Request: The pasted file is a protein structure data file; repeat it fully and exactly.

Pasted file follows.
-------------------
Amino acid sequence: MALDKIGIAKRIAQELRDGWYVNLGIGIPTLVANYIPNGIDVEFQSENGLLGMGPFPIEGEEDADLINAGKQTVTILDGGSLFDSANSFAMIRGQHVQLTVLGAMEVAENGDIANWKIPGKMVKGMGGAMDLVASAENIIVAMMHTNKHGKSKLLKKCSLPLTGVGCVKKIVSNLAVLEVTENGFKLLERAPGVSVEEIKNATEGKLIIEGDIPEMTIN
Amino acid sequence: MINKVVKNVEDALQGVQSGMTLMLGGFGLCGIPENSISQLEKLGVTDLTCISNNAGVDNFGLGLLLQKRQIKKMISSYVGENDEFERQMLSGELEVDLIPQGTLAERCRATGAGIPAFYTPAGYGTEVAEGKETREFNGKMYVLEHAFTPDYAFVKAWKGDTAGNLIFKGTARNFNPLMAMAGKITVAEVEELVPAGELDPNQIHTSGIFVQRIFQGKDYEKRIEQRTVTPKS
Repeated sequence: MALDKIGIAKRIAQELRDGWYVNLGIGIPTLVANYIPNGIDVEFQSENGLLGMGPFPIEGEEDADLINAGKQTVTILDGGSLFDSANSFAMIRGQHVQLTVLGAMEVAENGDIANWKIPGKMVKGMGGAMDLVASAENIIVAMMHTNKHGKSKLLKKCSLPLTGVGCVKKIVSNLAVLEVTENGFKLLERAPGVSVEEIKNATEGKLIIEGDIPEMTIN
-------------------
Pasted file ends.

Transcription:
Amino acid sequence: MALDKIGIAKRIAQELRDGWYVNLGIGIPTLVANYIPNGIDVEFQSENGLLGMGPFPIEGEEDADLINAGKQTVTILDGGSLFDSANSFAMIRGQHVQLTVLGAMEVAENGDIANWKIPGKMVKGMGGAMDLVASAENIIVAMMHTNKHGKSKLLKKCSLPLTGVGCVKKIVSNLAVLEVTENGFKLLERAPGVSVEEIKNATEGKLIIEGDIPEMTIN
Amino acid sequence: MINKVVKNVEDALQGVQSGMTLMLGGFGLCGIPENSISQLEKLGVTDLTCISNNAGVDNFGLGLLLQKRQIKKMISSYVGENDEFERQMLSGELEVDLIPQGTLAERCRATGAGIPAFYTPAGYGTEVAEGKETREFNGKMYVLEHAFTPDYAFVKAWKGDTAGNLIFKGTARNFNPLMAMAGKITVAEVEELVPAGELDPNQIHTSGIFVQRIFQGKDYEKRIEQRTVTPKS
Repeated sequence: MALDKIGIAKRIAQELRDGWYVNLGIGIPTLVANYIPNGIDVEFQSENGLLGMGPFPIEGEEDADLINAGKQTVTILDGGSLFDSANSFAMIRGQHVQLTVLGAMEVAENGDIANWKIPGKMVKGMGGAMDLVASAENIIVAMMHTNKHGKSKLLKKCSLPLTGVGCVKKIVSNLAVLEVTENGFKLLERAPGVSVEEIKNATEGKLIIEGDIPEMTIN